Reducing emergency department visits and increasing access to primary care for racialized people with mental health issues

By Sheela Subramanian, Canadian Mental Health Association, Ontario, and CoI Lead; and Emily Wong

In brief

For individuals who are doubly marginalized as racialized individuals and individuals with mental health issues, increasing access to quality primary care plays a significant role in improving health outcomes and reducing visits to the emergency department.

The HF Connecting Health Nurse Practitioner – Led Clinic is a promising practice that aims to use a collaborative, holistic care model of service provision to increase access to primary health care for a range of marginalized communities, including newcomers and racialized populations.

This Promising Practice arose from the work of the Community of Interest for Racialized Populations and Mental Health and Addictions (COI). The COI supports knowledge exchange activities to improve provincial policy, planning and service delivery for racialized populations and mental health and addictions. Currently, work is focused on mental health related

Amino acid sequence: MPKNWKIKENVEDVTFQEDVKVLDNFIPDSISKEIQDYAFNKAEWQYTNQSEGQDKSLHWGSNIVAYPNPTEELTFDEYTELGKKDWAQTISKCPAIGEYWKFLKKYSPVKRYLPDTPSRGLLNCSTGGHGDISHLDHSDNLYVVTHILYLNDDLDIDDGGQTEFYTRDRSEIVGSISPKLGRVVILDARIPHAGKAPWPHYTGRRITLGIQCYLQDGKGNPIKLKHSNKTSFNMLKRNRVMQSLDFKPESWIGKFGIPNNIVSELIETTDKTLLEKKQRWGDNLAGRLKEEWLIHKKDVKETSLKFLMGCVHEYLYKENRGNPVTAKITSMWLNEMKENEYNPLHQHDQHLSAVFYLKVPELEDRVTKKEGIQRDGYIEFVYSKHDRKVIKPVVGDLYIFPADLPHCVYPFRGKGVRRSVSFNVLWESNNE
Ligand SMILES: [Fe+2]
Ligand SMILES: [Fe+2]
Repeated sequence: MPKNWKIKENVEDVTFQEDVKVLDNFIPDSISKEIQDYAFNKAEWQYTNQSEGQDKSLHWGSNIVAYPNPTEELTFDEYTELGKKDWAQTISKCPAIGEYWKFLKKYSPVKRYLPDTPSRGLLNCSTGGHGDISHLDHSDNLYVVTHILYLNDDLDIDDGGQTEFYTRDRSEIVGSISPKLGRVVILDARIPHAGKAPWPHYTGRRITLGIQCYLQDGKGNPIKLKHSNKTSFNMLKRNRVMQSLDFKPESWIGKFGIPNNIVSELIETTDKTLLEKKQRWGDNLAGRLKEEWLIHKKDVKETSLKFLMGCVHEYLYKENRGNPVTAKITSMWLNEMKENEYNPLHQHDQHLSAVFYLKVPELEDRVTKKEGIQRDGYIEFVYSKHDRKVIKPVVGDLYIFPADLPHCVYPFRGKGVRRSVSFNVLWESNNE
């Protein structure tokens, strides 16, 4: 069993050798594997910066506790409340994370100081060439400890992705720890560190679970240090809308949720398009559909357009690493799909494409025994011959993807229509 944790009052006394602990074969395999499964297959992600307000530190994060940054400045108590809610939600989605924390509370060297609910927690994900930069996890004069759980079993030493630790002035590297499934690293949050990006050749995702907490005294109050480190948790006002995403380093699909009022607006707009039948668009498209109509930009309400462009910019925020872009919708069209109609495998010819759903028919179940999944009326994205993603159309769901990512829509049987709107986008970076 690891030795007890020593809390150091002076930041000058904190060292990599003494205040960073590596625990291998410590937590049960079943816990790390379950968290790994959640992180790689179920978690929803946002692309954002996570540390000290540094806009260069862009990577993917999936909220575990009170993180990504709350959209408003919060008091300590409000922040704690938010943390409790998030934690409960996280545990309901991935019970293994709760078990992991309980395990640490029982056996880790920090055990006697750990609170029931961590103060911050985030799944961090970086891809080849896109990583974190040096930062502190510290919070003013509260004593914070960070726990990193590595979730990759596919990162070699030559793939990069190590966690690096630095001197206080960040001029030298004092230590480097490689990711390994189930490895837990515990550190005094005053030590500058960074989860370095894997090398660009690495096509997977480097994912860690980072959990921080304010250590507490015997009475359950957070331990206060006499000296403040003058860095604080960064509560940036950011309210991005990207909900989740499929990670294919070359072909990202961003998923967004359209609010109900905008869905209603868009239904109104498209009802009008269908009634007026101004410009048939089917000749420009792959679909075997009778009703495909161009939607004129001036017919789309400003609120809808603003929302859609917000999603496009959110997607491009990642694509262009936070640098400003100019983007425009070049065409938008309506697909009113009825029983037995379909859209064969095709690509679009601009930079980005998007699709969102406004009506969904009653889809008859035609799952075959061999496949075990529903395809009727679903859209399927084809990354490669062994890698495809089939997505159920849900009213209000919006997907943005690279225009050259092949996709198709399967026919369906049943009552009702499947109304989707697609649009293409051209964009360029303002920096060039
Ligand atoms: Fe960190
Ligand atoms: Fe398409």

emergency department (ED) use by racialized populations.

In September 2012, the COI conducted a sector scan and follow-up interviews to identify promising practices in this issue area. The HF Connecting Health Nurse Practitioner - Led Clinic was one of several promising practices identified through this process. Read it below or download the PDF.

Additional Promising Practices are available on the COI website. For more information, contact ssubramanian [at] ontario [dot] cmha [dot] ca (Sheela Subramanian) (Canadian Mental Health Association, Ontario).

The HF Connecting Health Nurse Practitioner-led Clinic

HF Connecting Health Nurse Practitioner Leads with Deb Matthews, Minister of Health and Long-Term Care, Deputy Premier

The HF Connecting Health Nurse Practitioner-led Clinic in Scarborough, Ontario, aims to increase access to holistic primary health care for a range of marginalized communities,